Much has been made, for example, of the different ways of functioning, reflected by not just the candidates physical age, but the age in which they came of age.
Last week it was this, as reported on Politico's blog:
Last night Jonathan Alter focused on another change of the how the media landscape had changed with Youtube and how John McCain didn't seem to get that as he protested to a Newsweek reporter he didn't do something he quite clearly did and it's on video:
Obama aide Bill Burton, a campaign source says, went downstairs in their Chicago offices just now to collect a hand-delivered copy of John McCain's invitation to Goldwater-Kennedy-style debates with Obama.
"You know, you could have just emailed this," a somewhat puzzled Burton told the middle-aged messenger.
Okay, so clearly manifestations of their difference come out in their style and perhaps even the manner they decide to campaign, but I sense there is another manifestation of age as well, that affected why Obama won - against all his other Democratic competitors who were all baby boomers with the exception of Mike Gravel.
So another aspect of the town hall discussion caught my attention from this piece, McCain and Obama: The Odd Candidates:
If McCain is more freewheeling, Obama prefers order.Now, that different could be animated by personality, but I suggest something else might be at play here that animates Obama's support for those of us 45 and under.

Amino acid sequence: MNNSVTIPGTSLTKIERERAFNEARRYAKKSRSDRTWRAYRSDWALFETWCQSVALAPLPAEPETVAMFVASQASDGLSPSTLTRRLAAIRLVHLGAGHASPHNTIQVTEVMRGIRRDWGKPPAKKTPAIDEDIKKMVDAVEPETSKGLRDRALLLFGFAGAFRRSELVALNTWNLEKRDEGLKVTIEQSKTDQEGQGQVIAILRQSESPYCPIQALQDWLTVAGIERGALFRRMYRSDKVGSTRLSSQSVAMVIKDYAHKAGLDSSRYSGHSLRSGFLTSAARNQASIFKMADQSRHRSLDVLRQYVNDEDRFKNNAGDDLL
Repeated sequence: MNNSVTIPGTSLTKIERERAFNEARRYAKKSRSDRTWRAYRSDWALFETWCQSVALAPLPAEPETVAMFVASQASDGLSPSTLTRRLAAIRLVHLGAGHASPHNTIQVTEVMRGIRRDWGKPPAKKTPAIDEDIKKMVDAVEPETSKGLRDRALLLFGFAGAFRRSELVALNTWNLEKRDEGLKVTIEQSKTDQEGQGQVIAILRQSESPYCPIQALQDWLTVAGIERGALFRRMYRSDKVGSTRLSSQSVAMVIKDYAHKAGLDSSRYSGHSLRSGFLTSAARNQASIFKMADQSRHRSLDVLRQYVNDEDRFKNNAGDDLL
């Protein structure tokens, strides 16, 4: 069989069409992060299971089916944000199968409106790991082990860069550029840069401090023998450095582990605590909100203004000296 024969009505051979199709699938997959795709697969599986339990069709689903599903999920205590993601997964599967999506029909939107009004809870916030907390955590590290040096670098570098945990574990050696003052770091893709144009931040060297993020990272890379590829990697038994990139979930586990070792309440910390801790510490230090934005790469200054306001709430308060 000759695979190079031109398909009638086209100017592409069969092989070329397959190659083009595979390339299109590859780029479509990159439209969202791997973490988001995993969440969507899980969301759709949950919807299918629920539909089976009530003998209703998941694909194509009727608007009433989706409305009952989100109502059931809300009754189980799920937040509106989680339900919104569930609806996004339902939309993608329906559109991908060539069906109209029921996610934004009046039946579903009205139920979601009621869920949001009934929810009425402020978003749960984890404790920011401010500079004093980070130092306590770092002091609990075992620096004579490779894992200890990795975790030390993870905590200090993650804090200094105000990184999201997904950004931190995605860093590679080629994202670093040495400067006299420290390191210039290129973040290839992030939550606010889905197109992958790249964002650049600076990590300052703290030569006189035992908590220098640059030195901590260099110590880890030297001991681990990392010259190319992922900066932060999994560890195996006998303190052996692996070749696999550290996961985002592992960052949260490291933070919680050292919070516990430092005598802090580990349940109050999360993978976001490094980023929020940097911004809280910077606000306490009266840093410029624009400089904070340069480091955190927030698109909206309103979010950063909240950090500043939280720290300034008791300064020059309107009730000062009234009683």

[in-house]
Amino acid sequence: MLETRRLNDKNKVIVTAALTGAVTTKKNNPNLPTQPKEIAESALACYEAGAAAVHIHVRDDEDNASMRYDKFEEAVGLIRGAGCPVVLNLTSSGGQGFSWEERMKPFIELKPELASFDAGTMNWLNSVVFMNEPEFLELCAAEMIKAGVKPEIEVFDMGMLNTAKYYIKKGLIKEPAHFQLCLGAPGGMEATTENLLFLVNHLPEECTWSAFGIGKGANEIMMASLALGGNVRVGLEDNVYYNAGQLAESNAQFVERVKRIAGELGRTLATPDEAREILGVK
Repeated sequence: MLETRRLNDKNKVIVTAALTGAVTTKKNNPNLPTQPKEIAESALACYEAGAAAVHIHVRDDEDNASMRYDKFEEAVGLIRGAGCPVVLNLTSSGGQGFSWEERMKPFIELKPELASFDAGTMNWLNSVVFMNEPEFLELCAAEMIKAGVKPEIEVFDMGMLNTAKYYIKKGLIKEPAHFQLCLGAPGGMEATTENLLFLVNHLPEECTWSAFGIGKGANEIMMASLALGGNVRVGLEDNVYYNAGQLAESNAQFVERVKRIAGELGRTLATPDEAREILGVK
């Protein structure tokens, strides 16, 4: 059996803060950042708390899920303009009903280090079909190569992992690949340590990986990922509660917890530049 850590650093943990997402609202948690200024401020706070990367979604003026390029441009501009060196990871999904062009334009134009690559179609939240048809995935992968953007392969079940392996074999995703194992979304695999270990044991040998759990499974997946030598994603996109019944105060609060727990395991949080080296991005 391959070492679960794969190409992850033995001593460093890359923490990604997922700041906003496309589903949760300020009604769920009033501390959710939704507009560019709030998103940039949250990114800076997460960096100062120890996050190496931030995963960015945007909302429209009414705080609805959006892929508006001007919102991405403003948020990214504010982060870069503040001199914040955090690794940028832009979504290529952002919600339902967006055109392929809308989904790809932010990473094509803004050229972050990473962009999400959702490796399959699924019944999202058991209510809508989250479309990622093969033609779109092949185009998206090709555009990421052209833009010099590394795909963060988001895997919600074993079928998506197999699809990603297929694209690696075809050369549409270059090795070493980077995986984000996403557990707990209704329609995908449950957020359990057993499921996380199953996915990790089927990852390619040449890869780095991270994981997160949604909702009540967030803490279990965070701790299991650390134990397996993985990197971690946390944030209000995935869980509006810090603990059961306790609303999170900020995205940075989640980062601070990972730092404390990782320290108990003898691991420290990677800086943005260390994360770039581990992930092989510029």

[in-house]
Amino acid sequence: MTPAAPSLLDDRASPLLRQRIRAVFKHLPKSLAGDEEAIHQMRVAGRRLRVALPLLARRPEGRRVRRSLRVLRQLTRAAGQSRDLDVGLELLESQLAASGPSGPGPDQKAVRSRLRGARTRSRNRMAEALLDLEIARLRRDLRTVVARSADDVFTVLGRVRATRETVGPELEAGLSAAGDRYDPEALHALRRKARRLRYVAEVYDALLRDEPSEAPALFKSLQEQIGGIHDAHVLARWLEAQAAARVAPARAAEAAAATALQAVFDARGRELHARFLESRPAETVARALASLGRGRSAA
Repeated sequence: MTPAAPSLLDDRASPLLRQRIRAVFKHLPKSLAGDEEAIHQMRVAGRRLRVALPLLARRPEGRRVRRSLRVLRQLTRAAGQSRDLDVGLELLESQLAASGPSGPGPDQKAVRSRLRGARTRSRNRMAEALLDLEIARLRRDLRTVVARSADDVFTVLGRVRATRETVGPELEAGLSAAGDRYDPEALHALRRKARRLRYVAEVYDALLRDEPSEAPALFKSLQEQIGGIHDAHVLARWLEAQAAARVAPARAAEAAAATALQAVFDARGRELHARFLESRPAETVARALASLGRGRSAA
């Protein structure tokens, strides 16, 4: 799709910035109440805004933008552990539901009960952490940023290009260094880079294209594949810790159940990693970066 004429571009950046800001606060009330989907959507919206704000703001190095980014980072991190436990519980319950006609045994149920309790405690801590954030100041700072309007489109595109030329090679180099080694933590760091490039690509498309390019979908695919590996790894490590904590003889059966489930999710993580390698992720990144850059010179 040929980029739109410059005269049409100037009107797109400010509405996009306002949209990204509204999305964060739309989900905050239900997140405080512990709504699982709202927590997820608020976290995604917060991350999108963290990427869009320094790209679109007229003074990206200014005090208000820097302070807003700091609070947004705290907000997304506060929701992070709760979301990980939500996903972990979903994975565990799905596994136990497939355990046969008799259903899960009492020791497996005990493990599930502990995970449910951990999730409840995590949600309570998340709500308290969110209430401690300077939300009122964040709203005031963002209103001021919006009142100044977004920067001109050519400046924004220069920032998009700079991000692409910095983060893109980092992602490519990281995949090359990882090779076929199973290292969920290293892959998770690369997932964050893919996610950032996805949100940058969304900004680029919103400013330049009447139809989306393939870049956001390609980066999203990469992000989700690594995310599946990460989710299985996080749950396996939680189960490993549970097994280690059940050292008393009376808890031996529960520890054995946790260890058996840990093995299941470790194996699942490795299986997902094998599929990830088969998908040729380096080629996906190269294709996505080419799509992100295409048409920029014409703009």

At town hall events, the Illinois senator can resemble a teacher in a classroom, occasionally encouraging better manners and dispensing rules on how the question-and-answer period will go down. Questioners must not shout, he says, but raise their hand, wait for a microphone and introduce themselves. He goes boy, girl, boy, girl, “so that nobody thinks I’m biased,” Obama says.
My generation prefers order. And optimism. As children, teenagers, then as young adults we looked on in abject horror at the convulsions of our society, politics and civic life.
Whether it was "Swingtown" antics of the 70s or the selfishness of the 80s or the misbehavior of the 90s or the exploitation of division of this decade.
Or the crime of a cover up of a break in during the 70s, the crime of a selling arms to fund rebellions in the 80s or the crime of lying under oath in the 90s or the ginned up war in this decade.
We all yearned for some order and to be able to witness things getting done. To be a part of a good time in America. For us, Camelot really was always, just and forever a myth.
And I submit that this is precisely why Reagan and conservatism was so very appealing to people my age when we were young.
But it's seemed that those yearnings of mine were ceded to Republican causes. That the other party, whose values I disagreed with, owned the sense of offering order and optimism.
Obama brings that home. He's a Democrat who values order and is optimistic.
For the first time in my life, those values are unified in him and his message. I think, too, that is why his nomination feels so unreal.
To be fair, McCain is not a baby boomer, he's of the prior generation. But in those swinging days of the 70s, he obviously wished he were of that younger generation, as evidence when he discarded his first wife who recently said (in a widely link report from Britain's Daily Mail), My marriage ended because John McCain didn’t want to be 40, he wanted to be 25. You know that happens...it just does.